Two scientists who closely worked with disgraced cloning expert Hwang Woo-suk on Wednesday, Dec. 28, 2005 suggested Hwang has in fact made considerable advances in cloning somatic cells and stem cell technology, lending support to Hwang's insistence that source technology for cloning patient-specific stem cells exists. Dr. Kim Min-kyu, a Seoul National University veterinarian who was on the team that created what may be the world's first dog cloned from adult somatic cells, said both cloning of the dog and of embryos required the same technique substituting the nucleus of an egg with that of a somatic cell. Kim also said embryonic stem cells from dogs have survived in the lab for 60 weeks.
An issue with Snuppy is that, while the nuclear DNA fingerprint comparison between Snuppy and the genetic parent was reported, the mitochondrial DNA fingerprint (which would be different between Snuppy and the genetic parent, but the same as to the embryo donor) was not reported. This omission, which did not concern the referees of Nature, would not rule out that Snuppy was a twin, not a clone.
The article also mentioned:
The panel said it will answer whether Hwang's stem cells genetically match patients' somatic cells, and how a sum of US$50,000 that has been subject to speculation was used. It will also brief reporters on progress of its investigation into the veracity of a 2004 article by Hwang on cloning somatic cells and of the cloning of the dog Snuppy. It will also clarify why it postponed the announcement of its final report until next month.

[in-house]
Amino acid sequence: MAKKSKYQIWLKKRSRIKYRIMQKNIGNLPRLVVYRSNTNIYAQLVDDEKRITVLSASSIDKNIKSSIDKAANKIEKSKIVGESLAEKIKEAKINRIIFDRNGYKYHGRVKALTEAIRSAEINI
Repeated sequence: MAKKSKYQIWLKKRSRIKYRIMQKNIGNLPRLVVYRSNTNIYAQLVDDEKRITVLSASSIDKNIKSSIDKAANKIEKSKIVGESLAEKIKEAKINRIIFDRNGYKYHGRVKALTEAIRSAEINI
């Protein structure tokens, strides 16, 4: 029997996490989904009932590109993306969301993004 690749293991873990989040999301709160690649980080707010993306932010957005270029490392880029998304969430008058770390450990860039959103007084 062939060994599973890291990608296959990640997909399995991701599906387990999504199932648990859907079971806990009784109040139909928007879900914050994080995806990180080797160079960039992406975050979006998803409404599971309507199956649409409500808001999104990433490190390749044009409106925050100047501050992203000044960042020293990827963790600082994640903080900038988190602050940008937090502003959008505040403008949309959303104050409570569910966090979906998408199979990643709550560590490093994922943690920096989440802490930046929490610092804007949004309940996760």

One hitch in the investigation was that the panel commissioned additional DNA testing on Snuppy. It first entrusted the test to a human DNA testing institute, but differences in technique made it advisable to send the dog's blood samples to one specializing in animals, it said.
Meanwhile, Yoon on Wednesday, Dec. 28, also dismissed rumors that Kim Seon-jong, a former Hwang team member now working at the University of Pittsburgh, attempted suicide after telling TV reporters he fabricated research results at Hwang's behest. Yoon confirmed reports that he gave Kim $20,000 during a recent visit to the U.S. but denied the money was intended as a sweetener. Rather, it was a contribution to Kim's hospital expenses after he was admitted for stress, Yoon said. He also confirmed that core team member Prof. Ahn Cu-rie of SNU gave Kim another $10,000. Meanwhile, customs caught Kim with the money when he recently returned to Korea. By law, sums over $10,000 brought into the country must be declared.
Hmmm, doesn't the University of Pittsburgh give medical coverage to its staff, such as Kim Seon-jong? Or is this like the old days of San Filippo and Rutgers University?